There’s an old adage that if you want to bury bad news, fire off a press release late Friday afternoon. The King government’s modern spin is to issue a release at noon Wednesday, during a week when Island MLAs were off doing something other than their actual job of sitting in the provincial legislature or at a committee table. It’s part of an inane new legislative schedule that sees MLAs work three weeks, followed by a week off to study, research or twiddle thumbs.
The new schedule needs fixing. Government took full advantage of the quiet to announce a significant reshuffling of its senior bureaucracy. It includes creating two new assistant deputy minister positions, as if the PEI government needs more deputy level leadership. It does not. Rather than wasteful spending on unneeded senior bureaucracy, and all the associated costs of administration and perks, PEI needs frontline services, especially mental health and addiction.
The release prominently notes the imminent departure of Paul Ledwell from the senior ranks of the 5th floor. Fair enough. Ledwell is a big thinker and policy expert who successfully advised both Wade MacLauchlan and Dennis King, leaders whose management styles could not be more different. It’s a testament to his skill that he ably navigated such diverse structures.
The big news, though, is Denise Lewis Fleming’s departure as CEO of Health PEI, a fact government failed to mention, instead simply announcing her as the new Deputy Minister of Finance. Some will argue it’s a promotion. Some a parallel move. It’s clearly a demotion. The CEO of Health PEI is the highest profile, arguably most important, bureaucrat in government, responsible for more than 40 per cent of the provincial budget and delivering programs and services to every Islander. Deputy ministers of finance are most often anonymous number crunchers.
Lewis Fleming is wearing the anger of Islanders toward Health PEI for its failures, broken promises and bureaucratic centred mental health and addiction programming. Of most prominence is mobile mental health, a program that went from one designed on best practices to one built on executive suite preferences. It’s been mishandled at every turn.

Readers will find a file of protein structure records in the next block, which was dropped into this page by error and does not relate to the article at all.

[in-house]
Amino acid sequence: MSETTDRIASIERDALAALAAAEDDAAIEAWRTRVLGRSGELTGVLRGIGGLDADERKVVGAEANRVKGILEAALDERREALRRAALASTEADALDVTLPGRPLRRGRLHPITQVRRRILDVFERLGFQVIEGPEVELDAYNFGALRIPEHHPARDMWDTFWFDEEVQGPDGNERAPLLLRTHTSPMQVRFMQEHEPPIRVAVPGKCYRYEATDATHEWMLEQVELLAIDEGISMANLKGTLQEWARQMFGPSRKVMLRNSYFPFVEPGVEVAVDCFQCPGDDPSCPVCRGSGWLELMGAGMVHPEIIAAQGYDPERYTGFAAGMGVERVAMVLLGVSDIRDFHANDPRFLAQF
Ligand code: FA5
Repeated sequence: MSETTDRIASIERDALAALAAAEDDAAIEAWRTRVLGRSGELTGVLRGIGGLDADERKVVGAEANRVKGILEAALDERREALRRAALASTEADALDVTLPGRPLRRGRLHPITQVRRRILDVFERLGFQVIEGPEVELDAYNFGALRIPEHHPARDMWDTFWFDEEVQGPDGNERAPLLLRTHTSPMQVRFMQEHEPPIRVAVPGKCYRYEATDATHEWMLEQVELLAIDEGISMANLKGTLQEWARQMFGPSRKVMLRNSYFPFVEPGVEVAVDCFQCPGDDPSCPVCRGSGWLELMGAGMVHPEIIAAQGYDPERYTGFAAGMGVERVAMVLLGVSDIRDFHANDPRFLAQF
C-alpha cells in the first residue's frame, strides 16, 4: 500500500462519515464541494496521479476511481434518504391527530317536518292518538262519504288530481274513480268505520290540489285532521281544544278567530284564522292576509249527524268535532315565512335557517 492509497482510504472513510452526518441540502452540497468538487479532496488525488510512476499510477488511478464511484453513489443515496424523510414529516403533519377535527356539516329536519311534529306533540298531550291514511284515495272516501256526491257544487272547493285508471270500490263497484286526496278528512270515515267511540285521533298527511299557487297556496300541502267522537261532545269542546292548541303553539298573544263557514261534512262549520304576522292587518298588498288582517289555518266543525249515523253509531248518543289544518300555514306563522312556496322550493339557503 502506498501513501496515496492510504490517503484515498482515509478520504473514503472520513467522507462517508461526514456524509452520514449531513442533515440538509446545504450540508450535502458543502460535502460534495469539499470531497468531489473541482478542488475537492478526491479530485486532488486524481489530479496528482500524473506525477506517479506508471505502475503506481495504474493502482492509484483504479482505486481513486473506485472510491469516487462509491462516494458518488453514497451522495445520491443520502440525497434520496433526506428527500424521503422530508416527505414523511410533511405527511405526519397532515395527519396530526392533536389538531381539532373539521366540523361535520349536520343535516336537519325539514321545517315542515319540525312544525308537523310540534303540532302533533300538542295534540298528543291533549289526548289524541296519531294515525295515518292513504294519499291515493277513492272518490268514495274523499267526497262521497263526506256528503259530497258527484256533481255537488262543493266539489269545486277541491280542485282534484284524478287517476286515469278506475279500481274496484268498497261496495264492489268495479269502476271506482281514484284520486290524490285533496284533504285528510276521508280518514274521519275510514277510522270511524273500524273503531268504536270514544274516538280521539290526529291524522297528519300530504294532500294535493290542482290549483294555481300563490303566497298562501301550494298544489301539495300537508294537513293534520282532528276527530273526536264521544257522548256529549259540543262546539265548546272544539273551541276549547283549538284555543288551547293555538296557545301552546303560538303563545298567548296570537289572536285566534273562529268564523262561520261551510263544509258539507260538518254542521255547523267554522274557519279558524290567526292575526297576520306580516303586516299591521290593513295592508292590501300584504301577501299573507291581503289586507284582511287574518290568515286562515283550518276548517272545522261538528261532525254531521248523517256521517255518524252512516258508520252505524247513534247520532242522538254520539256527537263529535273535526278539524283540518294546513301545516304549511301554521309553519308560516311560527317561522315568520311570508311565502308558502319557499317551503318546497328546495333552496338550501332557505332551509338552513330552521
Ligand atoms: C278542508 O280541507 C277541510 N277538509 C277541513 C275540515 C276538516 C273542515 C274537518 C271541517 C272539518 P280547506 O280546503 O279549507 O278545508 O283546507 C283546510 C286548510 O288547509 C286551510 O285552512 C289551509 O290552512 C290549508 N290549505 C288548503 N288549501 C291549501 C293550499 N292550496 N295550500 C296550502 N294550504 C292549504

The arrival of Dr Michael Gardam, first as a short-term consultant but now occupying the previously unfilled role of Chief Operating Officer, no doubt made Lewis Fleming expendable. No replacement has been named, making the odds high that Gardam’s ascension will continue. He’s talked of dismantling health care silos, but so far there is little evidence of success, especially when considered through the prism of mobile mental health. Silos still drive pet projects, inefficient health care and centralization of services. Islanders are falling through the cracks, but senior bureaucracy continues to be rewarded.
In a separate release, Norbert Carpenter dropped acting from his title to become permanent director of the Public Schools Branch. It’s no surprise, but will disappoint many frontline teachers who feel their health and well being is considered secondary to keeping Island schools open at any cost. Teachers at multiple schools also criticize PSB’s shuffling of an administrator, with a long history of conflict, from one school to another without transparency or consultation with parents or teachers. Carpenter is blamed for both.
This type of defend the bureaucracy at all cost impedes our ability to deliver the highest quality education. It’s a sign that no one should expect PEI to break the shackles of mediocrity that drives too many education decisions in this province and negatively impacts our children, teachers, communities and economy. Accountability is a word often used, but rarely enforced in the rarified air of education leadership.
And it’s certainly a word never used in a government press release solely aimed at deflecting.
Paul MacNeill is Publisher of Island Press Limited. He can be contacted at email@example.com